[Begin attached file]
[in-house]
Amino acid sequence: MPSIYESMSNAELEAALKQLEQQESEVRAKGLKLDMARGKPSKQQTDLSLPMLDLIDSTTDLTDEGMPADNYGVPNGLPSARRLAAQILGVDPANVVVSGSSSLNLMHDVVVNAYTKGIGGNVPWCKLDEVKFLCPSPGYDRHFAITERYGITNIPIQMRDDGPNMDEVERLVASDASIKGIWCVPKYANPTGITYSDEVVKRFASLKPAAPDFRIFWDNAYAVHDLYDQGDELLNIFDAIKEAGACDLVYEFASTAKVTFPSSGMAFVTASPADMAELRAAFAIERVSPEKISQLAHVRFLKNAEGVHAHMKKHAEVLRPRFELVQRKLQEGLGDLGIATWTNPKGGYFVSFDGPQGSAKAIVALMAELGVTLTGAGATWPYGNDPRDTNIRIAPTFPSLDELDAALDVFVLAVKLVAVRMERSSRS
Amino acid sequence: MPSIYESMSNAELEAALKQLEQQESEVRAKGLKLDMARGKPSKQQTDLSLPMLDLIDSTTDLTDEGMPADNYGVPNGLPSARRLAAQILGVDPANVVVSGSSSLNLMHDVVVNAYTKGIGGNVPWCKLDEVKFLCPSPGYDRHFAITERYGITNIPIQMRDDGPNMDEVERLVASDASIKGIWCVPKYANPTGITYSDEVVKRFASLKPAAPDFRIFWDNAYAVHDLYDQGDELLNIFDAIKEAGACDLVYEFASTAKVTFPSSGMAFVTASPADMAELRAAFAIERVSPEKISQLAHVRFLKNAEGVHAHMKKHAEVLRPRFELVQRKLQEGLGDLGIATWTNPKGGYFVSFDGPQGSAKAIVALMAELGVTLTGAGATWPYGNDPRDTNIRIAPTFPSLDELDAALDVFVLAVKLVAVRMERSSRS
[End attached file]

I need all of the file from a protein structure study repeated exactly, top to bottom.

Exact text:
[in-house]
Amino acid sequence: MPSIYESMSNAELEAALKQLEQQESEVRAKGLKLDMARGKPSKQQTDLSLPMLDLIDSTTDLTDEGMPADNYGVPNGLPSARRLAAQILGVDPANVVVSGSSSLNLMHDVVVNAYTKGIGGNVPWCKLDEVKFLCPSPGYDRHFAITERYGITNIPIQMRDDGPNMDEVERLVASDASIKGIWCVPKYANPTGITYSDEVVKRFASLKPAAPDFRIFWDNAYAVHDLYDQGDELLNIFDAIKEAGACDLVYEFASTAKVTFPSSGMAFVTASPADMAELRAAFAIERVSPEKISQLAHVRFLKNAEGVHAHMKKHAEVLRPRFELVQRKLQEGLGDLGIATWTNPKGGYFVSFDGPQGSAKAIVALMAELGVTLTGAGATWPYGNDPRDTNIRIAPTFPSLDELDAALDVFVLAVKLVAVRMERSSRS
Amino acid sequence: MPSIYESMSNAELEAALKQLEQQESEVRAKGLKLDMARGKPSKQQTDLSLPMLDLIDSTTDLTDEGMPADNYGVPNGLPSARRLAAQILGVDPANVVVSGSSSLNLMHDVVVNAYTKGIGGNVPWCKLDEVKFLCPSPGYDRHFAITERYGITNIPIQMRDDGPNMDEVERLVASDASIKGIWCVPKYANPTGITYSDEVVKRFASLKPAAPDFRIFWDNAYAVHDLYDQGDELLNIFDAIKEAGACDLVYEFASTAKVTFPSSGMAFVTASPADMAELRAAFAIERVSPEKISQLAHVRFLKNAEGVHAHMKKHAEVLRPRFELVQRKLQEGLGDLGIATWTNPKGGYFVSFDGPQGSAKAIVALMAELGVTLTGAGATWPYGNDPRDTNIRIAPTFPSLDELDAALDVFVLAVKLVAVRMERSSRS